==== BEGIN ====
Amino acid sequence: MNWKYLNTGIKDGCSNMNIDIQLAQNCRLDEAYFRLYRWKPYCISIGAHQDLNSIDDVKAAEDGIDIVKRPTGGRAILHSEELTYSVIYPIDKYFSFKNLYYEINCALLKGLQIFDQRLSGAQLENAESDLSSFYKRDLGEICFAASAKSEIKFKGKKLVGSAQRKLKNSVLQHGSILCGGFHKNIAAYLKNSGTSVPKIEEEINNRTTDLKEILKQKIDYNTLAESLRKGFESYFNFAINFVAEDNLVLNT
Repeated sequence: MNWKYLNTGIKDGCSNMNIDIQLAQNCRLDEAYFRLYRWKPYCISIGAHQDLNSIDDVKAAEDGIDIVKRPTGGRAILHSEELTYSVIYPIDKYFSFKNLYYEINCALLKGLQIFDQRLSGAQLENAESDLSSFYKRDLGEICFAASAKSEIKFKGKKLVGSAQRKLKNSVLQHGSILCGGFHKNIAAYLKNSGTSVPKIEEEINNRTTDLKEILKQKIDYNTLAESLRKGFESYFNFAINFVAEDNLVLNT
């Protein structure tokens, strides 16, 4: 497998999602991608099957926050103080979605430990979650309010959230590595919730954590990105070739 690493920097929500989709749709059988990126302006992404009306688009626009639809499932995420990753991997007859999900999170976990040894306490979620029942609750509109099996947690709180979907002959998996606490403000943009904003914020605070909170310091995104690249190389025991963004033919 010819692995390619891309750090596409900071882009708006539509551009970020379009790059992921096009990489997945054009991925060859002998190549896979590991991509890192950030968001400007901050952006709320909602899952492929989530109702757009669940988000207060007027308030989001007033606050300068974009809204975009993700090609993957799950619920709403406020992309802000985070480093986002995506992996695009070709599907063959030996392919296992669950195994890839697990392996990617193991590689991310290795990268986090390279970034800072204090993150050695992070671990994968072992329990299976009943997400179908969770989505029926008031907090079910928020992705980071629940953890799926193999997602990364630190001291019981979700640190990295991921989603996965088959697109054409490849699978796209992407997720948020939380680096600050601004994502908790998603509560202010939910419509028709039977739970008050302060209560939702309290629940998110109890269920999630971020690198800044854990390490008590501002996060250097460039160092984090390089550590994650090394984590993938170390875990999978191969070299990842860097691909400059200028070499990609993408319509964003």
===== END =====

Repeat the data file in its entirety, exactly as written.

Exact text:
Amino acid sequence: MNWKYLNTGIKDGCSNMNIDIQLAQNCRLDEAYFRLYRWKPYCISIGAHQDLNSIDDVKAAEDGIDIVKRPTGGRAILHSEELTYSVIYPIDKYFSFKNLYYEINCALLKGLQIFDQRLSGAQLENAESDLSSFYKRDLGEICFAASAKSEIKFKGKKLVGSAQRKLKNSVLQHGSILCGGFHKNIAAYLKNSGTSVPKIEEEINNRTTDLKEILKQKIDYNTLAESLRKGFESYFNFAINFVAEDNLVLNT
Repeated sequence: MNWKYLNTGIKDGCSNMNIDIQLAQNCRLDEAYFRLYRWKPYCISIGAHQDLNSIDDVKAAEDGIDIVKRPTGGRAILHSEELTYSVIYPIDKYFSFKNLYYEINCALLKGLQIFDQRLSGAQLENAESDLSSFYKRDLGEICFAASAKSEIKFKGKKLVGSAQRKLKNSVLQHGSILCGGFHKNIAAYLKNSGTSVPKIEEEINNRTTDLKEILKQKIDYNTLAESLRKGFESYFNFAINFVAEDNLVLNT
């Protein structure tokens, strides 16, 4: 497998999602991608099957926050103080979605430990979650309010959230590595919730954590990105070739 690493920097929500989709749709059988990126302006992404009306688009626009639809499932995420990753991997007859999900999170976990040894306490979620029942609750509109099996947690709180979907002959998996606490403000943009904003914020605070909170310091995104690249190389025991963004033919 010819692995390619891309750090596409900071882009708006539509551009970020379009790059992921096009990489997945054009991925060859002998190549896979590991991509890192950030968001400007901050952006709320909602899952492929989530109702757009669940988000207060007027308030989001007033606050300068974009809204975009993700090609993957799950619920709403406020992309802000985070480093986002995506992996695009070709599907063959030996392919296992669950195994890839697990392996990617193991590689991310290795990268986090390279970034800072204090993150050695992070671990994968072992329990299976009943997400179908969770989505029926008031907090079910928020992705980071629940953890799926193999997602990364630190001291019981979700640190990295991921989603996965088959697109054409490849699978796209992407997720948020939380680096600050601004994502908790998603509560202010939910419509028709039977739970008050302060209560939702309290629940998110109890269920999630971020690198800044854990390490008590501002996060250097460039160092984090390089550590994650090394984590993938170390875990999978191969070299990842860097691909400059200028070499990609993408319509964003």